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Humility recognizes that we need others around us and that together we are building the Kingdom of God.   It lives in the filter of the grace of God, which means we are favored and blessed by God, aware of His mercy and love, His power and majesty, vs my own finite understanding and perspective. Humility seeks understanding and nurtures relationships, both with God and with others. Humility grows in the soil of worship. As we encounter God He shapes us and transforms us.

Go read some more over at THE FEARLESS EXPERIMENT 




The Dead Battery Day – I sleep with the Pastor – Lori Wilhite

Wednesday morning. 6:45am. Last day of school. Finals week.

I’m not much of a morning person. At all. So, as usual I was running late to get my daughter to the carpool drop off. My husband had left at5:30 on an early morning flight driving himself to the airport since I really do not do mornings. The kids and I were on our own as I hustled them out to the car with backpacks and final test reminders.

We jumped in the car and turned the key. Nothing. Absolutely nothing. Seriously?! A dead battery? Today … of all days?!

I sat in the driver’s seat frozen. Not because of the dead battery, I’d accidentally left the lights on. I deserved that dead battery. I was frozen because it occurred to me that I didn’t have a 6:45am friend in town. You know what I mean? The kind of friend who will wake up to the buzzing of their cell phone on their nightstand at 6:45am, see that it is you, answer their phone, and come running to help. I didn’t have one of those. I didn’t have a 6:45am kind of friend. And I was strangely suddenly overwhelmed by the most oppressive sense of isolation that I’ve felt in years.






18 Things Highly Creative People Do Differently

Creativity works in mysterious and often paradoxical ways. Creative thinking is a stable, defining characteristic in some personalities, but it may also change based on situation and context. Inspiration and ideas often arise seemingly out of nowhere and then fail to show up when we most need them, and creative thinking requires complex cognition yet is completely distinct from the thinking process.

Neuroscience paints a complicated picture of creativity. As scientists now understand it, creativity is far more complex than the right-left brain distinction would have us think (the theory being that left brain = rational and analytical, right brain = creative and emotional). In fact, creativity is thought to involve a number of cognitive processes, neural pathways and emotions, and we still don’t have the full picture of how the imaginative mind works.






Has Your Humility Turned to Pride? – Jennie Allen – Catalyst

Ambition is complicated. When related to material things it sounds like greed, so we often take the idea of “bigger and more” in our lives and boil it all down to sin. We sit in the back like my friend Jamie, who aches to dream, but says, “It always seems easier to sit on the back row and kill my dreams than to fight the sin that may be attached to those dreams.”

We are afraid of big dreams because we are afraid of ourselves.

We are afraid of greatness because we are afraid of our arrogance.

And yet Jesus said of us, “Whoever believes in me . . . they will do even greater things than these” (John 14:12). It almost sounds blasphemous to do even greater things. We rarely say it, but when we start to have hints of great thoughts or visions, we often quickly dismiss them, afraid that we may be vain. Arrogant. Prideful. Or worse, simply that we would appear prideful.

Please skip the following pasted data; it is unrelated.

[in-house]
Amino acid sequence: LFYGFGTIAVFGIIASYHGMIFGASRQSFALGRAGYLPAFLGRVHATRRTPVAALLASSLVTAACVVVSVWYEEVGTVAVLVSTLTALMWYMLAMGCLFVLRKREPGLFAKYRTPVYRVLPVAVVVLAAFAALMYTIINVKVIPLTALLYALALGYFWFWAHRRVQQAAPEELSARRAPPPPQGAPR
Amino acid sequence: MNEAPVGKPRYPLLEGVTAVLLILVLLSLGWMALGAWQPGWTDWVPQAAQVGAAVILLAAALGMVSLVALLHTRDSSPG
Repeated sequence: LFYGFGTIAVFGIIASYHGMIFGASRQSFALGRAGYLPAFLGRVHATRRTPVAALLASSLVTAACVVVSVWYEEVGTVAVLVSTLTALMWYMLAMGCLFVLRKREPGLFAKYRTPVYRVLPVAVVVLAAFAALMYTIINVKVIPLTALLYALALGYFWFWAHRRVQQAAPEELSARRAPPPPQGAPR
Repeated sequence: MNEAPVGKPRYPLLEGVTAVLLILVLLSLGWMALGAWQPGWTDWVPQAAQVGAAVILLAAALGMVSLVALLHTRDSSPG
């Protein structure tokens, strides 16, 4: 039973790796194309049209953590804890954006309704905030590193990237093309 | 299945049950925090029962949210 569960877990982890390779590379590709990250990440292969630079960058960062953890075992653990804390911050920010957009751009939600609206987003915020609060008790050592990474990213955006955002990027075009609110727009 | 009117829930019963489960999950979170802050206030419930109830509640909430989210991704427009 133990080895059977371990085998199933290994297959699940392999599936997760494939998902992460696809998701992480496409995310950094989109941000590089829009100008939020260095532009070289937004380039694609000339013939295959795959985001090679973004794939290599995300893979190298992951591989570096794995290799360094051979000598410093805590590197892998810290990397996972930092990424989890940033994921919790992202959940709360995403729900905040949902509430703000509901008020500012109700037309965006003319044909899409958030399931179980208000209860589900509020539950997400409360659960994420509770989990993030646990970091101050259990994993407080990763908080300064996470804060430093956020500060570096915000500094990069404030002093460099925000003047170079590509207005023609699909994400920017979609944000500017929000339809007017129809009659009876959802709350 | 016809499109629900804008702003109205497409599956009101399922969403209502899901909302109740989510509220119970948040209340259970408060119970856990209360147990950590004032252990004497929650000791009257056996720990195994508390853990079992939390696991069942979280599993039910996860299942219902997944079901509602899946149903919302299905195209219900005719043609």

I fight these wars in my soul nearly every day. For so long I just sat in the back, my dreams spilling out on the floor. I found myself over a year ago with a giant in the world of ministry, with a big vision (IF:Gathering) growing in my heart, I knew exactly what I wanted to ask: “How do you know if a vision is from God?”

She looked down, and then very directly and simply said, “At some point you look at the motives of your heart, and if they are for God, then just do it.”

It was simple and difficult all at the same time, because a convoluted mixture of motives undergirds every pursuit in life.





     The key to a healthy marriage and ministry is to constantly ask and evaluate these three questions.

1. What is my capacity? What is my husband’s capacity?

According to Webster Dictionary, the definition of capacity is: the ability to do something : a mental, emotional, or physical ability

It’s important for you to have a realistic view of the amount of leadership responsibility you can handle in ministry and still engage mentally, emotionally, physically (and I would add spiritually) with your husband and kids. When a couple in ministry are both high capacity leaders, without knowing their capacity can cause burnout. Couples who have very different capacities unknowingly make one another feel defeated for what they did or didn’t accomplish. Knowing each other’s capacity allows you to set-up healthy rhythms of investment in each other and in ministry.

2. What season of life am I in?

3. What are my gifts and passions? What do I feel called to in this season of life?






How to Fight Feelings of Futility – Donald Miller

So here’s what I do during the funk:

1. I get some rest. I literally sleep as much as possible. The real problem isn’t that nothing in life matters, the real problem is my brain, which is a muscle, is fatigued and not functioning very well.

2. I don’t work. I give myself at least one, if not two days in which I don’t work. That’s a tough one for me because I get great joy out of my work. But when the brain needs rest, the brain needs rest.

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Worship Wednesday

1000 Things

July 2020
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